Imran Tahir, Samit Patel and Praveen Kumar (from left) weren’t bought by any of the franchises © PTI and Getty Images
The IPL 7 auction created a lot of buzz around the cricketing world. It has sort of put things in motion for the 2014 edition of the T20 mega-event. A lot of players were sold much higher than their base price. But many went unsold towards the end of the auction. This sort of dampened the excitement in the later stages on Day One. Shrikant Shankar writes that so many players went unsold due to high base prices.
Day One of the Indian Premier League (IPL) 2014 Auction took place on February 12, 2014. A total of 70 players were sold on Wednesday for the seventh edition of the IPL. But they were a part of a total of 216 players who went under the hammer on Day One. That is 146 players who have gone unsold so far. Many of these were capped players. They might still get a chance on Thursday, but they also have to contend with a nearly 300 uncapped players. Their base price will be less and teams would want many of them in their side as money becomes a big factor.
Base price is an important factor during any auction and it is no different for the IPL. Once a base price is set, then the teams can start their bidding from that amount onwards. The highest base price was Rs 2 crores. The lowest was Rs 30 lakhs. Yuvraj Singh was sold for the highest price, which was Rs 14 crores. Dinesh Karthik, who had a base price of Rs 2 crores, was sold for Rs 12.5 crores. Someone like Mitchell Johnson was sold for Rs 6.5 crores and Kevin Pietersen went for Rs 9 crores. This shows the demand for certain players and how much some teams were willing to pay for their services.
But there were many players who did not get sold. A lot of these players had their base prices set very high and that caused a problem for them and the teams. Ross Taylor’s abilities with the bat are well known throughout the world. He had a base price of Rs 2 crores, but the main issue he faced was that his name came too late in the list for batsmen. By that time, many teams had already bid quite some money on certain players and wanted to wait for the specialist spinners, fast bowlers, all-rounders and wicketkeepers’ lists.
In the final part of the IPL 7 auction on Wednesday, almost all the players went unsold. So, the excitement at the start of the day which involved players like Pietersen, Johnson, Yuvraj, David Warner, Michael Hussey, Jacques Kallis and Murali Vijay in auction, dampened completely towards the end of the day. It got so dry that auctioneer Richard Madley asked permission from all the franchises that they allow him to pull up the names and not waste too much time.
The important point to note is that the players themselves set their base prices. A lot of players, who are at least well past their prime or not exactly known for their T20 skills, set their base prices too high. Someone like a Praveen Kumar had his base price set at Rs 2 crores. Not surprisingly, he went unsold. Even England’s Samit Patel had a base price set at Rs 2 crores. Patel is someone who has never played in the IPL and commanding such a price was certainly a put-off for many teams. Luke Wright had a base price of Rs 1.5 crores. He too went unsold.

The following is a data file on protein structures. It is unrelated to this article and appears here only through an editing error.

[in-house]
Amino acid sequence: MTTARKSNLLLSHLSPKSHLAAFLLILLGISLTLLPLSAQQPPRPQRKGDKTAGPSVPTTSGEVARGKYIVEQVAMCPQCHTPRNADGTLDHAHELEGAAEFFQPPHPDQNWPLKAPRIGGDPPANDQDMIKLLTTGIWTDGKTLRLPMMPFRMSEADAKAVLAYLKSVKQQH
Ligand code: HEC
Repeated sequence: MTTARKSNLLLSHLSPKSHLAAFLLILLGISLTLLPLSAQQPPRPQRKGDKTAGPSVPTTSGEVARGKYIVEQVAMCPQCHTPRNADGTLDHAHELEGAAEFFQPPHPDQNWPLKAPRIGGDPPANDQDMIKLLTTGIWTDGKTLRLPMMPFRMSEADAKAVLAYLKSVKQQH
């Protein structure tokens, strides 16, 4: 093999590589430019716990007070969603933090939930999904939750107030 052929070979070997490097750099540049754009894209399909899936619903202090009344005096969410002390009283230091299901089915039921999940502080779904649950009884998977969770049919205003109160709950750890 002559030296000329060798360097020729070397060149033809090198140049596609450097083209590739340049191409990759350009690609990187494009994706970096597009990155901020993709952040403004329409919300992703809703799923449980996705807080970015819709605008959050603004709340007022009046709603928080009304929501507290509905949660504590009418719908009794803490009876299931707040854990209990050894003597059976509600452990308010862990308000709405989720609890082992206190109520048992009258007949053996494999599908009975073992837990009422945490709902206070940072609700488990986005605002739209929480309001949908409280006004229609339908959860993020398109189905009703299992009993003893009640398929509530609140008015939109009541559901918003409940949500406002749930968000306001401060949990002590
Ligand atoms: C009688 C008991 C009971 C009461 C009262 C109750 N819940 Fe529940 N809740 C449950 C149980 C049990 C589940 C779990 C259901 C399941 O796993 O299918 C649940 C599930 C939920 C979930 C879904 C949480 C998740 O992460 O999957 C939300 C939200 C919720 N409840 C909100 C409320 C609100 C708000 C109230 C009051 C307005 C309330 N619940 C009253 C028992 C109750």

Relatively unheard England all-rounder Rikki Clarke had a base price of Rs 1.5 crores. Imran Tahir set himself a base price of Rs 1 crores. One gets the picture from this. A lot of the players who got unsold had their base prices at Rs 50 lakhs or Rs 30 lakhs. But many with a base price of Rs 1 crores were also unsold. A better assessment of the auction and how many players would be available could have helped many of these players get into the squads.
On Thursday, there will be many more players involved in the auction and their base prices are as low as Rs 10 lakhs. Pravin Tambe is one of them. Another way to avoid such a situation is to limit the number of players getting their names in the auction. Obviously many players want to play in the IPL and get the riches and fame. But there are only eight teams and they can have a maximum of only 27 players. If one multiplies the numbers, a total of 216 players can be part of the IPL in one season. But a total of 514 players will eventually go under the hammer during the auction.
That is a total of 298 players who will be left to watch the IPL on TV. Then again not many teams want a full set of 27 players in their squad. Teams are trying to fit in around 20 players as factors like accommodations, travelling and salaries come into the picture. So, there is a lot of waste of time and talent that goes on during the auction. This situation can be avoided in future editions of the IPL and the auction can be used to better effect. Lesser players in the pool will keep the excitement levels longer during course of the auction.
(Shrikant Shankar is a writer/reporter at CricketCountry.com. Previously he has done audio commentary for various matches involving India, Indian Premier League and Champions League Twenty20 for ESPNSTAR.com. You can follow him on Twitter @Shrikant_23)